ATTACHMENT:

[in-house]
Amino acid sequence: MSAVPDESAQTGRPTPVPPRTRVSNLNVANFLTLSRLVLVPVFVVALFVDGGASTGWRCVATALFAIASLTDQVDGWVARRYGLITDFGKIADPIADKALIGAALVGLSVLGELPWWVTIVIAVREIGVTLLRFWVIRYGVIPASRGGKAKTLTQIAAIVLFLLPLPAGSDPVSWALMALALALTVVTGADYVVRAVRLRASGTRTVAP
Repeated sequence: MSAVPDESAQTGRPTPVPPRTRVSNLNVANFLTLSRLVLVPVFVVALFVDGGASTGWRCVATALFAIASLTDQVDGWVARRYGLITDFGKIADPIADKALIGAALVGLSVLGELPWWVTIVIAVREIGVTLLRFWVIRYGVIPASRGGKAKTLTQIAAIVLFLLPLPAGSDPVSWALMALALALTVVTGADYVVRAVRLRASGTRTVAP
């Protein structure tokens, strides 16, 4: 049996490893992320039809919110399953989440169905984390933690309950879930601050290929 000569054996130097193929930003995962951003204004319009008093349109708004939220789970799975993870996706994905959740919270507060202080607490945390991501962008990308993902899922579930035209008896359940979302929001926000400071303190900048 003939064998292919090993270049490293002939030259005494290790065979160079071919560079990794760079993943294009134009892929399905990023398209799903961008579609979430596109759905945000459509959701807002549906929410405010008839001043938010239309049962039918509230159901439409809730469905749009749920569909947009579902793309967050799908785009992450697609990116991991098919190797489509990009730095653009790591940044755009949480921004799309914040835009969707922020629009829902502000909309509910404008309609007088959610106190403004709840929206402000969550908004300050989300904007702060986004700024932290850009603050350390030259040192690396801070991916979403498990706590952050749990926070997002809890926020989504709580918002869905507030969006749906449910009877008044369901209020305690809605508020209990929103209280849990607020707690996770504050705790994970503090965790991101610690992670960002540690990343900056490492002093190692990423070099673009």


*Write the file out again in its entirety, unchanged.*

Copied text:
[in-house]
Amino acid sequence: MSAVPDESAQTGRPTPVPPRTRVSNLNVANFLTLSRLVLVPVFVVALFVDGGASTGWRCVATALFAIASLTDQVDGWVARRYGLITDFGKIADPIADKALIGAALVGLSVLGELPWWVTIVIAVREIGVTLLRFWVIRYGVIPASRGGKAKTLTQIAAIVLFLLPLPAGSDPVSWALMALALALTVVTGADYVVRAVRLRASGTRTVAP
Repeated sequence: MSAVPDESAQTGRPTPVPPRTRVSNLNVANFLTLSRLVLVPVFVVALFVDGGASTGWRCVATALFAIASLTDQVDGWVARRYGLITDFGKIADPIADKALIGAALVGLSVLGELPWWVTIVIAVREIGVTLLRFWVIRYGVIPASRGGKAKTLTQIAAIVLFLLPLPAGSDPVSWALMALALALTVVTGADYVVRAVRLRASGTRTVAP
């Protein structure tokens, strides 16, 4: 049996490893992320039809919110399953989440169905984390933690309950879930601050290929 000569054996130097193929930003995962951003204004319009008093349109708004939220789970799975993870996706994905959740919270507060202080607490945390991501962008990308993902899922579930035209008896359940979302929001926000400071303190900048 003939064998292919090993270049490293002939030259005494290790065979160079071919560079990794760079993943294009134009892929399905990023398209799903961008579609979430596109759905945000459509959701807002549906929410405010008839001043938010239309049962039918509230159901439409809730469905749009749920569909947009579902793309967050799908785009992450697609990116991991098919190797489509990009730095653009790591940044755009949480921004799309914040835009969707922020629009829902502000909309509910404008309609007088959610106190403004709840929206402000969550908004300050989300904007702060986004700024932290850009603050350390030259040192690396801070991916979403498990706590952050749990926070997002809890926020989504709580918002869905507030969006749906449910009877008044369901209020305690809605508020209990929103209280849990607020707690996770504050705790994970503090965790991101610690992670960002540690990343900056490492002093190692990423070099673009």